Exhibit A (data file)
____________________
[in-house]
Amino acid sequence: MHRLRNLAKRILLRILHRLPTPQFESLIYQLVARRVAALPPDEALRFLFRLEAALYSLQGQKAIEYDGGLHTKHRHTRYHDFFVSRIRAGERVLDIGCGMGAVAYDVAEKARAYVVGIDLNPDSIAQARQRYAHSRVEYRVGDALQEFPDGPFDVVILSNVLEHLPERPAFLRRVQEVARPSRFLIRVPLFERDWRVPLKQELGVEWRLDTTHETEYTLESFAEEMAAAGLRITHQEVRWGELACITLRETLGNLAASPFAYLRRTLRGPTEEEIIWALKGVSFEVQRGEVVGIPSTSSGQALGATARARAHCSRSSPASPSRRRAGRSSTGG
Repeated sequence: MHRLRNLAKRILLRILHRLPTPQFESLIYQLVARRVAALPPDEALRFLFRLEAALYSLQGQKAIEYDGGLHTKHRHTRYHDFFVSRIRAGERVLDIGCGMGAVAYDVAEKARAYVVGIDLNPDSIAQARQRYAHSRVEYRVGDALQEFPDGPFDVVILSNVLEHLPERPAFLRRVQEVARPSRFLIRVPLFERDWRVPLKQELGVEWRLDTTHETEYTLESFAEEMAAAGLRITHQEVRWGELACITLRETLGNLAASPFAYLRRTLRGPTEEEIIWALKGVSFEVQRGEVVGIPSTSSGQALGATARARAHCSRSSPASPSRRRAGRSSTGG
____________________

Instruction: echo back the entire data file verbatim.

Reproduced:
[in-house]
Amino acid sequence: MHRLRNLAKRILLRILHRLPTPQFESLIYQLVARRVAALPPDEALRFLFRLEAALYSLQGQKAIEYDGGLHTKHRHTRYHDFFVSRIRAGERVLDIGCGMGAVAYDVAEKARAYVVGIDLNPDSIAQARQRYAHSRVEYRVGDALQEFPDGPFDVVILSNVLEHLPERPAFLRRVQEVARPSRFLIRVPLFERDWRVPLKQELGVEWRLDTTHETEYTLESFAEEMAAAGLRITHQEVRWGELACITLRETLGNLAASPFAYLRRTLRGPTEEEIIWALKGVSFEVQRGEVVGIPSTSSGQALGATARARAHCSRSSPASPSRRRAGRSSTGG
Repeated sequence: MHRLRNLAKRILLRILHRLPTPQFESLIYQLVARRVAALPPDEALRFLFRLEAALYSLQGQKAIEYDGGLHTKHRHTRYHDFFVSRIRAGERVLDIGCGMGAVAYDVAEKARAYVVGIDLNPDSIAQARQRYAHSRVEYRVGDALQEFPDGPFDVVILSNVLEHLPERPAFLRRVQEVARPSRFLIRVPLFERDWRVPLKQELGVEWRLDTTHETEYTLESFAEEMAAAGLRITHQEVRWGELACITLRETLGNLAASPFAYLRRTLRGPTEEEIIWALKGVSFEVQRGEVVGIPSTSSGQALGATARARAHCSRSSPASPSRRRAGRSSTGG